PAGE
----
By Rebecca Bulnes
By Laurie Charles
By Chuck Strouse
By Lee Zimmerman
By Laurie Charles
By Falyn Freyman
By Hans Morgenstern
It was the day my Ray Charles Genius & Soul: 50th Anniversary Collection five-CD box set arrived in the mail from Rhino Records and I was telling this friend of mine about it over the phone. It's great, I told him, tremendous.
He said something about a green chicken.
I figured that wasn't right. "I'm having trouble hearing you," I said, covering my other ear. My five-year-old son had discovered "Booty Butt" on CD number four and he was making his toy dinosaurs fight to the beat, really loud.
My two-week-old son cried raucously in the living room, but my wife couldn't hear him because she was loading the dishwasher. I made my way over various obstacles (diaper bag, monstrous toy castle, the cat) en route to picking up the baby. "What did you say?"
The conversation didn't proceed much further, but the last thing my friend said, the last thing I actually heard him say, was this: "Grab yourself a six-pack, lie down with your head between the speakers, and listen to the whole set straight through."
"Right," I shouted. "I will." I was dancing the baby around the room at breakneck speed to keep his mind off breast-feeding. "Okay, goodbye," I said, but the phone had already fallen from my shoulder and crashed to the hardwood floor, sending little plastic pieces skittering into the heat vent.
"I Can Make It Thru the Days (But Oh Those Lonely Nights)" was tearing the heart out of the speakers by then, and I sang it to the baby, who stared at me bug-eyed and wondering. Outside it was pouring rain. A drab, gray day, perfect for lying down with a six-pack and listening to my new five-CD Ray Charles box set. But my wife told me it was time to take out the garbage and showed me that it was overflowing. My five-year-old urged me to read to him from The Humongous Book of Dinosaurs. The baby kept on crying.
It was then I realized that I would not at any point in the foreseeable future lie down on the floor with a six-pack and listen to my five-CD Ray Charles box set straight through.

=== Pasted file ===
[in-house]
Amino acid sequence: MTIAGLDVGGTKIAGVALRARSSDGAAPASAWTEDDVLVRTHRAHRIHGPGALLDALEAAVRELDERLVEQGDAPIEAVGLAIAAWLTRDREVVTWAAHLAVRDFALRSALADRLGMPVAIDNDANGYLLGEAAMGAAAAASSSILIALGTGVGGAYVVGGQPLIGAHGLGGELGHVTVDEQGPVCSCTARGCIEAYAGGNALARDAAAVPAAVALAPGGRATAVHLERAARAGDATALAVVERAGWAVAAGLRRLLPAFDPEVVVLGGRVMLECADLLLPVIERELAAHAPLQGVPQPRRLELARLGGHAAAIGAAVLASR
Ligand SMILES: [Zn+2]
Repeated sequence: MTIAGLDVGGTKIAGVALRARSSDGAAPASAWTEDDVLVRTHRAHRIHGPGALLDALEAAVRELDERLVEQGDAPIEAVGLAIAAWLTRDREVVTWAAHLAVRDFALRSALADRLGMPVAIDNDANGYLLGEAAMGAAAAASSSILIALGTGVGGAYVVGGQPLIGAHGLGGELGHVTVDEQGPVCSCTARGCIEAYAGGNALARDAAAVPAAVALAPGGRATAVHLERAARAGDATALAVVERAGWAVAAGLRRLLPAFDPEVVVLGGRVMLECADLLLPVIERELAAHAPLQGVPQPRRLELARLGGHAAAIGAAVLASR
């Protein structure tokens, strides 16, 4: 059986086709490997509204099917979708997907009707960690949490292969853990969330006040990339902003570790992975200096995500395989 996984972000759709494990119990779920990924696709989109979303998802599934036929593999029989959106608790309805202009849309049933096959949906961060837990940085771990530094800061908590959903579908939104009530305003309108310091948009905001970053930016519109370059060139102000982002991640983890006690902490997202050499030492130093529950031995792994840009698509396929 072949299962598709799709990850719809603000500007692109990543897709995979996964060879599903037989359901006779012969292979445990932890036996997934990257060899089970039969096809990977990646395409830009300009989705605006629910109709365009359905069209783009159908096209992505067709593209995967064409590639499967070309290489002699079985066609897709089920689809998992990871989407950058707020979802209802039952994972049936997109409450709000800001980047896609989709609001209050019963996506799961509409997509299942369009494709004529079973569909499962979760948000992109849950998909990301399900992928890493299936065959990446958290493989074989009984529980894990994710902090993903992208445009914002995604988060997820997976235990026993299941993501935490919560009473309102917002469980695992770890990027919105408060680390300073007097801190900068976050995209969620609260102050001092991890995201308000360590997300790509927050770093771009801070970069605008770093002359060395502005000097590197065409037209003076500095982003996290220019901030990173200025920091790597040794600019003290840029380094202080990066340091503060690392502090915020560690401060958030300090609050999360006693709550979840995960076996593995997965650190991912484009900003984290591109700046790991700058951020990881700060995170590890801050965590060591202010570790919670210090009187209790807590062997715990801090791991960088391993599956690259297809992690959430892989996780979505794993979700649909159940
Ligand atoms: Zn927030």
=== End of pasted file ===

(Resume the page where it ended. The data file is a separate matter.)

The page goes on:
My earliest musical memories center around three albums my mom used to play on the old RCA console stereo.
The first was by Glen Campbell. I don't recall the name, but it must have been a compilation, because it contained all of Glen's finest moments (I say this with something resembling a straight face). "Gentle on My Mind," "Galveston," Wichita Lineman."
When a song played over the radio, I used to think that meant the performer was actually singing at the radio station, and I remember crying in the car one time during "Galveston" because my mother refused to take me to the radio station to meet Glen Campbell.
The second was Johnny Cash's Live at Folsom Prison. I loved "Folsom Prison Blues." I loved the whole idea of Folsom Prison, as expressed by Johnny Cash. I wanted to end up there some day.
The third was Ray Charles's Modern Sounds in Country and Western Music. "I Can't Stop Loving You" has echoed in my head for almost 30 years. I remember listening to it seated on a parquet floor; sunlight streamed through the windows as I studied the red album cover with the black bold print and the black man with the ivory white teeth and square black glasses. That was in Starkville, Mississippi, in 1969.
In Starkville, Mississippi, in 1969, there was no such thing as multiculturalism. My mother didn't own a Ray Charles album because she thought she needed to be politically correct or to expand her musical horizons. She owned a Ray Charles album because she loved Ray Charles.
I loved him too. Modern Sounds in Country and Western Music made a deep impression on my six-year-old brain. "I Can't Stop Loving You," "It Makes No Difference Now," "Careless Love" -- these were my favorites. I loved the songs for their easy tunefulness, and for the man's voice, recognizable even to a six-year-old as the greatest voice on God's green Earth.
Of course, I didn't recognize it then for the groundbreaking album it was. I didn't realize that Ray Charles had achieved the impossible, the unthinkable: a fusion of country and soul. In the hands of Ray Charles, oil and water did mix, it turns out, producing something like silk.
That's what makes him such a singular figure in the music of our time: his ability to draw on unexpected influences, like country, and meld them with blues, jazz, gospel, and then make these new sounds entirely his own.
By doing so, he crossed more borders than the Pope. Who else sold jazz and blues (1961's Genius + Soul = Jazz) to mainstream white audiences in the era before civil rights? Who else was able to sell country music to black audiences the very next year with the release of Modern Sounds?
The Rhino anthology manages to track Charles, now age 66, through all of his numerous musical peregrinations. Organized chronologically, the collection allows the listener to take in his music as a sort of extended work in progress. Starting with his late Forties recording "Confession Blues," the initial songs are a mix of blues and proto-rock, reminiscent at times of more mainstream artists like Little Richard. The voice on these tracks is not Charles's own, either -- Jack Lauderdale, who produced these early recordings for his Down Beat/Swing Time record label, wanted Ray Charles to sound more like Nat "King" Cole. Imagine.